• by seeking to remove references to the 1951 Convention relating to the Status of Refugees from the Migration Act 1958 (Cth), the Bill fundamentally misunderstands the system of international law in general, and treaty interpretation in particular;
  • the Bill's provisions for 'fast tracking' decisions by removing or limiting access to merits review significantly increase the risk of refoulement, and may also constitute an unlawful penalty for asylum seekers who arrive irregularly;
  • the Bill provides for the detention and transfer to regional processing countries of children who are born to 'unauthorised maritime arrivals' and 'transitory persons' in Australia, and also potentially restricts such children's access to immediate birth
  • registration and the acquisition of a birth certificate;
  • by enabling the Minister to 'cap' the number of protection visas, the Bill would allow arbitrary and prolonged detention.

Encouraging news is that there is a plan for Tasmania to become Australia's asylum seeker processing centre, with newcomers living and working freely in the community, under a scheme developed by local leaders and human rights activists, according to the ABC (11/11/14).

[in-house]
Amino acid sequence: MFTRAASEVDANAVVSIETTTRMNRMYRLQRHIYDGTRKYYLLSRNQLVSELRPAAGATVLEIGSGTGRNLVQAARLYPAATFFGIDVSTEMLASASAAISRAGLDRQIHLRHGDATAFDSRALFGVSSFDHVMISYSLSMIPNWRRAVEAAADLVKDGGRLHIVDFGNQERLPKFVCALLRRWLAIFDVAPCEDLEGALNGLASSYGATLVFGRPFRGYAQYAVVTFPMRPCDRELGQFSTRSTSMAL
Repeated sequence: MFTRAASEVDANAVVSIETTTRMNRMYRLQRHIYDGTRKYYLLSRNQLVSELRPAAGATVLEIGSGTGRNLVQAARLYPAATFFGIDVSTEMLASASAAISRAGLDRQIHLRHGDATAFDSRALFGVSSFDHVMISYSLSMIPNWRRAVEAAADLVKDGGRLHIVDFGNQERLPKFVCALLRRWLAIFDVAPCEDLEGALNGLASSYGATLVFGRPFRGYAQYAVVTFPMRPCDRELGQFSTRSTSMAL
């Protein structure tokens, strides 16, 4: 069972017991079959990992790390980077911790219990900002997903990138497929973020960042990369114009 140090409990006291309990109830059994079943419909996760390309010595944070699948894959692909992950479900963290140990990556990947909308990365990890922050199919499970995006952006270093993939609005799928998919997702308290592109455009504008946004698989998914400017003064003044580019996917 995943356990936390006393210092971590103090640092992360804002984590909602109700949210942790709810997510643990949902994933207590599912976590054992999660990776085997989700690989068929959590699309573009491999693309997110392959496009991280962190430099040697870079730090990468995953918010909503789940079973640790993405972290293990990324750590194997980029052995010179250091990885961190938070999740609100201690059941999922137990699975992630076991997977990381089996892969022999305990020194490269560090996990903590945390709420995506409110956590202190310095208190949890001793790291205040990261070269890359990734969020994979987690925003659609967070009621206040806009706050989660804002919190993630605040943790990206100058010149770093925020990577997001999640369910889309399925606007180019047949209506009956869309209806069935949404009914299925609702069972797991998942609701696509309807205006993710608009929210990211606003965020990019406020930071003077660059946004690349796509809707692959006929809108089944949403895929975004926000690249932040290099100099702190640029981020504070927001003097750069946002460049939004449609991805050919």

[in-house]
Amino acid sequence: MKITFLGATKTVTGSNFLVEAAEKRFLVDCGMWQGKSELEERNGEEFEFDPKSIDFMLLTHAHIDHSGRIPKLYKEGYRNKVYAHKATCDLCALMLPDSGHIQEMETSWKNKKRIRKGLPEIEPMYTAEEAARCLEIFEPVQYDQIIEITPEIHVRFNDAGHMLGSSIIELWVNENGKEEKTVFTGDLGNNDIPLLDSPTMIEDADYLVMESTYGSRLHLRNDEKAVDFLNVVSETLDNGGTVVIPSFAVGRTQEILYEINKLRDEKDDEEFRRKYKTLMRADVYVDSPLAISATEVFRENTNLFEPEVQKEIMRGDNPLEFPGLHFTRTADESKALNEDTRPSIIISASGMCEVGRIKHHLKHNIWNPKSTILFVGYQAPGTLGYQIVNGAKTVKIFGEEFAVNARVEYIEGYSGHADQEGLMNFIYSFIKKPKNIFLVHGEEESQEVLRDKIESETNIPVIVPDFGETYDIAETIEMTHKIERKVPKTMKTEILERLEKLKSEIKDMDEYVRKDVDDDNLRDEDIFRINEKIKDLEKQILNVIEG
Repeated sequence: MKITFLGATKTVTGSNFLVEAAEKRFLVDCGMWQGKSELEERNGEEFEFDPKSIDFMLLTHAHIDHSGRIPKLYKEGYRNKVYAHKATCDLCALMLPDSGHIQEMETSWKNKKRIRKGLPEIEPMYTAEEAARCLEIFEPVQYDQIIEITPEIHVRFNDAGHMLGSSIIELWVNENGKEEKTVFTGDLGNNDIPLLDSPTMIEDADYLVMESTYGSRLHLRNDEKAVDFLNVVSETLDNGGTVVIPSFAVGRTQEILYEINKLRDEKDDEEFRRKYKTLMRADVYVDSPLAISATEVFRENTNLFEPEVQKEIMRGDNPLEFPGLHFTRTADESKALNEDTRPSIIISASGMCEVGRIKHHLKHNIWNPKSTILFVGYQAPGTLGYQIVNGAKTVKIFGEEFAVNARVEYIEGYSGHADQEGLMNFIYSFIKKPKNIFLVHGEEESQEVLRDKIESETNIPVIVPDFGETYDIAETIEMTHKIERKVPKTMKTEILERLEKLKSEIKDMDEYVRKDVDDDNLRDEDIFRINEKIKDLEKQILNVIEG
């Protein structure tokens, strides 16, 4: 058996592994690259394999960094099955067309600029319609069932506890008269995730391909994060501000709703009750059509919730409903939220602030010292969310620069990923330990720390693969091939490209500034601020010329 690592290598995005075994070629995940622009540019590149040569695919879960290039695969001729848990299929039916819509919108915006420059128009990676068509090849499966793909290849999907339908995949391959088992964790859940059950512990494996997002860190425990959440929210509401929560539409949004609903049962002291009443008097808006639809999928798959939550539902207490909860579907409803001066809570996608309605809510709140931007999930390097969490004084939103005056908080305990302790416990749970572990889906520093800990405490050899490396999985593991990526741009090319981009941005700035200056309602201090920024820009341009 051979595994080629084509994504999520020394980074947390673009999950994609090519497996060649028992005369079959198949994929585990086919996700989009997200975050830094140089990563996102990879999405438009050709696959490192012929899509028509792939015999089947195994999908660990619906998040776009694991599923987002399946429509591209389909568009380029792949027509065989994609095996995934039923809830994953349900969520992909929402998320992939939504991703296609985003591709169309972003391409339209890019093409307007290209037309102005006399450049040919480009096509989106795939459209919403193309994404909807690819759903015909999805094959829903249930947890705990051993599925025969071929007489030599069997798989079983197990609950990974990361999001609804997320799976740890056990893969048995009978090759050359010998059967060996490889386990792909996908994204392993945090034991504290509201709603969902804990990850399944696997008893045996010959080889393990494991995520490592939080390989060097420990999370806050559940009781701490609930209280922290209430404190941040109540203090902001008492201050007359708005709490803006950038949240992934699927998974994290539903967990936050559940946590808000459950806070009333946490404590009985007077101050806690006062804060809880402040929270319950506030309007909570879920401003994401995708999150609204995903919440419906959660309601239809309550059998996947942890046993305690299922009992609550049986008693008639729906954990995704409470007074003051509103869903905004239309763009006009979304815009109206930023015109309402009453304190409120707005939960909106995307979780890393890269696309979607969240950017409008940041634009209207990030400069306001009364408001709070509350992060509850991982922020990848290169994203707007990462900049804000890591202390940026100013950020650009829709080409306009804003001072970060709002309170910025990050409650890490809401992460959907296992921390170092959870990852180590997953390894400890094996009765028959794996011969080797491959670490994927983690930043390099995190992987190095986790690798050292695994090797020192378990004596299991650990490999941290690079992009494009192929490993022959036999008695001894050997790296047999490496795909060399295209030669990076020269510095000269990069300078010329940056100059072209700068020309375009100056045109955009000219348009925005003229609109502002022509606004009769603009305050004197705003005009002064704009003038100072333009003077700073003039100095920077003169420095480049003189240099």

'Speakers, including human rights lawyer Julian Burnside QC, said Tasmania offered an alternative to the Federal Government's Sovereign Borders policy, one that was more humane, better value for the Australian taxpayer and of benefit to the local economy'. It suggested the scheme could deliver enormous economic benefit to the state in infrastructure spending, education and training and in business opportunities. The proposal includes allowing people to live and work in the community, receive Centrelink benefits and live where the government determined their money would have the greatest benefit for the local economy.

A positive plan, a glimmer of a practical solution under the prevailing dark sky.

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About the Author

Judy Cannon is a journalist and writer, and occasional contributor to On Line Opinion. Her family biography, The Tytherleigh Tribe 1150-2014 and Its Remarkable In-Laws, was published in 2014 by Ryelands Publishing, Somerset, UK. Recently her first e-book, Time Traveller Woldy’s Diary 1200-2000, went up on Amazon Books website. Woldy, a time traveller, returns to the West Country in England from the 12th century to catch up with Tytherleigh descendants over the centuries, and searches for relatives in Australia, Canada, America and Africa.